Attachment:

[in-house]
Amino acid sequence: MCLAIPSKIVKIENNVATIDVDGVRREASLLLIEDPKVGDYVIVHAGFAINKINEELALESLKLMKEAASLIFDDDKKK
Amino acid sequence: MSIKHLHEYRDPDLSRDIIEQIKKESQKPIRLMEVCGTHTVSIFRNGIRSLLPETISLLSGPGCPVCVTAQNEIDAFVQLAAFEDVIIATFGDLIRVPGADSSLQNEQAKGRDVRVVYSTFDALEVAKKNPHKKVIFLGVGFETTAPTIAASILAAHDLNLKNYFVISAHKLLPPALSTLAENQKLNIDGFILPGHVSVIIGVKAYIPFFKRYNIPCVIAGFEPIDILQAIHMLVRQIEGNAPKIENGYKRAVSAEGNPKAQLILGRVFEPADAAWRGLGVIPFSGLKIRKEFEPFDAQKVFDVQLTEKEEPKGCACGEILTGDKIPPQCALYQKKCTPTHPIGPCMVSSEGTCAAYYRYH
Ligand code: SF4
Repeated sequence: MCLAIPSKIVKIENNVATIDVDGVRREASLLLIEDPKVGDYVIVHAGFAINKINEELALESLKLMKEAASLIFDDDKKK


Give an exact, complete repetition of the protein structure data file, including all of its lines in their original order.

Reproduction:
[in-house]
Amino acid sequence: MCLAIPSKIVKIENNVATIDVDGVRREASLLLIEDPKVGDYVIVHAGFAINKINEELALESLKLMKEAASLIFDDDKKK
Amino acid sequence: MSIKHLHEYRDPDLSRDIIEQIKKESQKPIRLMEVCGTHTVSIFRNGIRSLLPETISLLSGPGCPVCVTAQNEIDAFVQLAAFEDVIIATFGDLIRVPGADSSLQNEQAKGRDVRVVYSTFDALEVAKKNPHKKVIFLGVGFETTAPTIAASILAAHDLNLKNYFVISAHKLLPPALSTLAENQKLNIDGFILPGHVSVIIGVKAYIPFFKRYNIPCVIAGFEPIDILQAIHMLVRQIEGNAPKIENGYKRAVSAEGNPKAQLILGRVFEPADAAWRGLGVIPFSGLKIRKEFEPFDAQKVFDVQLTEKEEPKGCACGEILTGDKIPPQCALYQKKCTPTHPIGPCMVSSEGTCAAYYRYH
Ligand code: SF4
Repeated sequence: MCLAIPSKIVKIENNVATIDVDGVRREASLLLIEDPKVGDYVIVHAGFAINKINEELALESLKLMKEAASLIFDDDKKK